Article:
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What sort of boss gives a monkey's about his staff?

Sun, 28th Jan 2007

IT'S ALL very well going green, but some companies seem keener about that than they are about their employees. A survey by management consultancy Hudson found that three-quarters of senior executives would do an annual cull of their workforce to boost productivity and performance. One in six think they could get rid of 20 per cent of employees without damaging performance or morale nearly half reckon firing up to 5 per cent a year would be a good thing.

Even though only 4 per cent actually carry out this threat, it is still a revealing, even breathtaking, finding. This is what executives really think of their 'most valued asset': fodder to be disposed of against a mechanical target. Not only that, it utterly ignores their own contribution to their employees' underperformance, raising so many questions it's hard to know where to begin.

But let's try. In another survey, the Chartered Institute of Personnel and Development noted that if Britain at work was a marriage, it was 'a marriage under stress, characterised by poor communications and low levels of trust'. Only 38 per cent of employees feel senior managers and directors treat them with respect, and 66 per cent don't trust them. Around a quarter of employees rarely or never look forward to going to work, and almost half are leaving or trying to. 'The findings suggest many managers aren't doing enough to keep their staff interested,' said the CIPD's Mike Emmott. The result: underperformance, low productivity and high staff turnover.

The last UK survey for Gallup's Employee Engagement Index makes similarly grim reading. In 2005 just 16 per cent of UK employees were 'positively engaged' - loyal and committed to the organisation. The rest were unengaged or actively disengaged - physically present but psychologically absent. And it is getting worse: since 2001 the proportion of engaged employees has fallen, while those actively disengaged have increased to 24 per cent.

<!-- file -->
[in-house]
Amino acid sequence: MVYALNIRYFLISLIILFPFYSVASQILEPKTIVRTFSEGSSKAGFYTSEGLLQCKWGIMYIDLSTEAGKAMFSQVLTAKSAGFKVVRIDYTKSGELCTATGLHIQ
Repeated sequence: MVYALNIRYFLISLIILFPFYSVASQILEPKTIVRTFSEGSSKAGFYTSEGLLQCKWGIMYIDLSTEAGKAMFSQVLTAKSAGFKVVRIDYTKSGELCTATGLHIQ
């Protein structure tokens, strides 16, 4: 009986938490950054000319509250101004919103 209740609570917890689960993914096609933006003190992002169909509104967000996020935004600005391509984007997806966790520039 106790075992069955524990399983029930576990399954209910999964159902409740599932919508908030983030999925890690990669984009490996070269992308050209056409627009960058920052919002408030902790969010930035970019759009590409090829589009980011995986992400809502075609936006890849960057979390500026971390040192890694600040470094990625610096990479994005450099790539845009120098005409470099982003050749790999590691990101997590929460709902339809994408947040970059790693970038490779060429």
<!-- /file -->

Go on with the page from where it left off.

Gallup puts the cost to the economy of active disengagement at pounds 40bn, as employees express their disenchantment by going sick, not trying, leaving, or threatening strikes. The culprit, says Gallup, is poor management. 'Workers say they don't know what is expected of them, managers don't care about them as people, their jobs aren't a good fit for their talents and their views count for little'. Disaffection grows with tenure, so 'human assets that should increase in value with training and development instead depreciate as companies fail to maximise this investment'.

In a perverted way, then, employers are right when they says there's something the matter with their workforce. It's just that they are in total bad faith about where the blame lies. In any case, bottom-slicing the 'worst' employees is likely to make things worse, not better. Yes, forced ranking is a way of life at GE, and Microsoft does it too, but there is no evidence that it has a causal link with their success and in most cases it usually does more harm than good.

Forced ranking rests on the idea that the performance of the whole is the sum of those of the individual parts. But the sports pages confirm that teams with the most talented individuals doesn't always win - see Chelsea and Real Madrid. At least as important is the context. Here again football supplies the evidence. Alongside many successes, the Pre miership has plenty of disconsolate foreign players - bought because of their undoubted star quality abroad but who fail to deliver in the English setting.

Of course, individual ability makes a difference: Man U will beat Hartlepool 99 times out of 100. Sometimes companies do have to get rid of people, particularly if they recruit them incompetently. But forced ranking introduces fear and competition, and while in (economic) theory these optimise individual performance, in (management) practice they pessimise collective performance.

Consider research on nursing in the US, which shows that units with the most 'talented' nurses and a 'heads-will-roll' attitude to mistakes never learn, because clever nurses find ways of compensating for flaws and quietly correct mistakes to avoid reporting them. But units that report many more mistakes are actually safer. They emphasise teamwork and encourage nurses to report errors. Because learning is shared, individuals and the collective both get better.

This is the authentic magic of management: getting outstanding performance from 'ordinary' resources by multiplying individual and organisational talent. Fighting over who gets most of a fixed amount of it and jettisoning the rest, on the other hand, is a mockery.

The Observer, 28 January 2007


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